Technology used to track down terrorists in Afghanistan is being used in Idaho.
A few years ago a drone known as the Raven was flying over Afghanistan's mountainous region, seeking out insurgent strongholds. But now it has a different job in the Gem State. It is tracking down invaders taking over the rangelands: noxious weeds. The BLM got the device free as Army surplus.
“So these are pretty rugged systems, and we're just repurposing them for natural resource use,” said Lance Brady, who manages the unmanned aerial vehicle program.
The Raven is tracking down the rush skeletonweed. The Bureau of Land Management says the weed has spread quickly through the state over the last few years. It chokes out native wildlife, leaving nothing for cattle to graze on
“It can reduce crop yields by up to 80 percent for a lot of the farmers in the region,” said Matt Clarkson, BLM noxious weed range technician. “It takes over native plant communities.”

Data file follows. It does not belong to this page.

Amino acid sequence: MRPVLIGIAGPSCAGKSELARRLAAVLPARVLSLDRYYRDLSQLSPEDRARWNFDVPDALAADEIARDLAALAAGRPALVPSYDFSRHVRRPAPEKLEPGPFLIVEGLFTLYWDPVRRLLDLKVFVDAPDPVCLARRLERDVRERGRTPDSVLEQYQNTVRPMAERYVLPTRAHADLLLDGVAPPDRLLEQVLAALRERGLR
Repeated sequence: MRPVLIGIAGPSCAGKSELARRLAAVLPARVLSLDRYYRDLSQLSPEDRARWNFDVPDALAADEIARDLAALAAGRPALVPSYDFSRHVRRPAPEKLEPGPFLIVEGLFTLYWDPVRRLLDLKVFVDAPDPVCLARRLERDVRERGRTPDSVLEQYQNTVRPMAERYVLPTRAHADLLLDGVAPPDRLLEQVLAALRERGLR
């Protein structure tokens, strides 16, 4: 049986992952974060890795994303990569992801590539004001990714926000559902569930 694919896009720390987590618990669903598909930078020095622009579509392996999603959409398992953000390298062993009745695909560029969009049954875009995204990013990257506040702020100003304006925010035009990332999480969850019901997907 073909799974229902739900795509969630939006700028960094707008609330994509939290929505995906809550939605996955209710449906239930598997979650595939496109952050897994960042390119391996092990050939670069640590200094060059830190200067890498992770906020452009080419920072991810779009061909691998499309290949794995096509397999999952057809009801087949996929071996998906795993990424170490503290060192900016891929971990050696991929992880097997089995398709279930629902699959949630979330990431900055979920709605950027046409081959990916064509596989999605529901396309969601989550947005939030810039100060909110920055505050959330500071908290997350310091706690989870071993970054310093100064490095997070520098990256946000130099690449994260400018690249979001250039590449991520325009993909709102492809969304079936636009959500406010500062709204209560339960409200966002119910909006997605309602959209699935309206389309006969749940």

The hand-launched Raven, an unmanned aircraft system, flies a few hundred feet off the ground for about an hour. It has optics and cameras pointed pointed in different directions to record what it sees. It even has some infrared capability.
Using these Army drones on American soil has raised a few eyebrows. Some people have expressed concern about eyes in the sky keeping a close watch on American homes. Congressional representatives have even brought forward bills to outlaw drone use without a warrant. But the BLM said its plan to put flying drones in Idaho skies won't run afoul of privacy issues.
“We're only flying over BLM-managed land,” said Brady. “We're not flying over private land or state land or any other ownership other than BLM property.”
Unless you are a sage grouse, your privacy probably isn't getting invaded. When the BLM demonstrated the drone to Local News 8, the agency took the reporter to Idaho's southern desert, with the nearest house being 25 miles away
If you see rush skeletonweed, the agency is asking that you get in contact with your local BLM office.